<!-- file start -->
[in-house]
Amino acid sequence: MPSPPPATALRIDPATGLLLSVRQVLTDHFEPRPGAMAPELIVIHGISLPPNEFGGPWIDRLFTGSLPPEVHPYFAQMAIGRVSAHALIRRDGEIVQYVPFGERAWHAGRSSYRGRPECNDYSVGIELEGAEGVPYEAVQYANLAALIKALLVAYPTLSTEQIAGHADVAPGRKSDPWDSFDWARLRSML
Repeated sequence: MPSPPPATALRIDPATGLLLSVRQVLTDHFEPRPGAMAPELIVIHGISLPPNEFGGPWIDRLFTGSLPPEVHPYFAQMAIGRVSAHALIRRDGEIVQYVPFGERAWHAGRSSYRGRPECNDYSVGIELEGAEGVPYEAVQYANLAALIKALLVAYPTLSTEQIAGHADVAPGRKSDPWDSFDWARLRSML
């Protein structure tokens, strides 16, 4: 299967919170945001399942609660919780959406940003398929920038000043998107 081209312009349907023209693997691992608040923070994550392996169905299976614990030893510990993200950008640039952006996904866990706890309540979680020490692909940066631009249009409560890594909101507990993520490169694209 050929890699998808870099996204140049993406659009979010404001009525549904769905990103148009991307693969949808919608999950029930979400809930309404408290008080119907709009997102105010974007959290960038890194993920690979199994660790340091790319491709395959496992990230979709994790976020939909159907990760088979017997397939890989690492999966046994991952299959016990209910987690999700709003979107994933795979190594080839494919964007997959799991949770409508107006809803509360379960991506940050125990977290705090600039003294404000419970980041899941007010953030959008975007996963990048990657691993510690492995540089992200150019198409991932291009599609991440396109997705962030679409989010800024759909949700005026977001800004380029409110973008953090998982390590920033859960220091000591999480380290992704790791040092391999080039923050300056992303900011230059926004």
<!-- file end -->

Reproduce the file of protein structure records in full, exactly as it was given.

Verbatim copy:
[in-house]
Amino acid sequence: MPSPPPATALRIDPATGLLLSVRQVLTDHFEPRPGAMAPELIVIHGISLPPNEFGGPWIDRLFTGSLPPEVHPYFAQMAIGRVSAHALIRRDGEIVQYVPFGERAWHAGRSSYRGRPECNDYSVGIELEGAEGVPYEAVQYANLAALIKALLVAYPTLSTEQIAGHADVAPGRKSDPWDSFDWARLRSML
Repeated sequence: MPSPPPATALRIDPATGLLLSVRQVLTDHFEPRPGAMAPELIVIHGISLPPNEFGGPWIDRLFTGSLPPEVHPYFAQMAIGRVSAHALIRRDGEIVQYVPFGERAWHAGRSSYRGRPECNDYSVGIELEGAEGVPYEAVQYANLAALIKALLVAYPTLSTEQIAGHADVAPGRKSDPWDSFDWARLRSML
């Protein structure tokens, strides 16, 4: 299967919170945001399942609660919780959406940003398929920038000043998107 081209312009349907023209693997691992608040923070994550392996169905299976614990030893510990993200950008640039952006996904866990706890309540979680020490692909940066631009249009409560890594909101507990993520490169694209 050929890699998808870099996204140049993406659009979010404001009525549904769905990103148009991307693969949808919608999950029930979400809930309404408290008080119907709009997102105010974007959290960038890194993920690979199994660790340091790319491709395959496992990230979709994790976020939909159907990760088979017997397939890989690492999966046994991952299959016990209910987690999700709003979107994933795979190594080839494919964007997959799991949770409508107006809803509360379960991506940050125990977290705090600039003294404000419970980041899941007010953030959008975007996963990048990657691993510690492995540089992200150019198409991932291009599609991440396109997705962030679409989010800024759909949700005026977001800004380029409110973008953090998982390590920033859960220091000591999480380290992704790791040092391999080039923050300056992303900011230059926004």